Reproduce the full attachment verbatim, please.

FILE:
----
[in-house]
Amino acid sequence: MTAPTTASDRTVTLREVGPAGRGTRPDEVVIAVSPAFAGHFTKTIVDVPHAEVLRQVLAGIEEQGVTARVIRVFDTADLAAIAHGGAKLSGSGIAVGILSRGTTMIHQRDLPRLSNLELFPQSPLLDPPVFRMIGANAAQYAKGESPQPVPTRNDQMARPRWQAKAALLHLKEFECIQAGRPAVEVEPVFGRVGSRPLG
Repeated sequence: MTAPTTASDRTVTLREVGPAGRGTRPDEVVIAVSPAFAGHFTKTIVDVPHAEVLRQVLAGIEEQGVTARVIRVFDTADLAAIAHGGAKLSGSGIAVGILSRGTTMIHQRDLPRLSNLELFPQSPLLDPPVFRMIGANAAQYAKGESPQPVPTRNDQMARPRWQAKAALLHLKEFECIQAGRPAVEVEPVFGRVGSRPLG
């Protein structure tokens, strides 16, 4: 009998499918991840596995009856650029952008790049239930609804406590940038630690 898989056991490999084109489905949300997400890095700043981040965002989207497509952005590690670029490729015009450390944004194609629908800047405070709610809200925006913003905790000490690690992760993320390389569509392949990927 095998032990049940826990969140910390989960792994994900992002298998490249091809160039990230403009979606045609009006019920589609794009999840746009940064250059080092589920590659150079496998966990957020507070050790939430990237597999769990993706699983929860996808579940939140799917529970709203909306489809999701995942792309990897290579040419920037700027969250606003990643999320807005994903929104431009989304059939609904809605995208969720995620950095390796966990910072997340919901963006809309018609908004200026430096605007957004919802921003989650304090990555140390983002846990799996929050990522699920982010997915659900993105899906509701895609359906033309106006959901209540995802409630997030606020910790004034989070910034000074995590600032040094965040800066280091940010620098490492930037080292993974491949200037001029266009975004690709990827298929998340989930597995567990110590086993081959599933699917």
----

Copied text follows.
[in-house]
Amino acid sequence: MTAPTTASDRTVTLREVGPAGRGTRPDEVVIAVSPAFAGHFTKTIVDVPHAEVLRQVLAGIEEQGVTARVIRVFDTADLAAIAHGGAKLSGSGIAVGILSRGTTMIHQRDLPRLSNLELFPQSPLLDPPVFRMIGANAAQYAKGESPQPVPTRNDQMARPRWQAKAALLHLKEFECIQAGRPAVEVEPVFGRVGSRPLG
Repeated sequence: MTAPTTASDRTVTLREVGPAGRGTRPDEVVIAVSPAFAGHFTKTIVDVPHAEVLRQVLAGIEEQGVTARVIRVFDTADLAAIAHGGAKLSGSGIAVGILSRGTTMIHQRDLPRLSNLELFPQSPLLDPPVFRMIGANAAQYAKGESPQPVPTRNDQMARPRWQAKAALLHLKEFECIQAGRPAVEVEPVFGRVGSRPLG
């Protein structure tokens, strides 16, 4: 009998499918991840596995009856650029952008790049239930609804406590940038630690 898989056991490999084109489905949300997400890095700043981040965002989207497509952005590690670029490729015009450390944004194609629908800047405070709610809200925006913003905790000490690690992760993320390389569509392949990927 095998032990049940826990969140910390989960792994994900992002298998490249091809160039990230403009979606045609009006019920589609794009999840746009940064250059080092589920590659150079496998966990957020507070050790939430990237597999769990993706699983929860996808579940939140799917529970709203909306489809999701995942792309990897290579040419920037700027969250606003990643999320807005994903929104431009989304059939609904809605995208969720995620950095390796966990910072997340919901963006809309018609908004200026430096605007957004919802921003989650304090990555140390983002846990799996929050990522699920982010997915659900993105899906509701895609359906033309106006959901209540995802409630997030606020910790004034989070910034000074995590600032040094965040800066280091940010620098490492930037080292993974491949200037001029266009975004690709990827298929998340989930597995567990110590086993081959599933699917």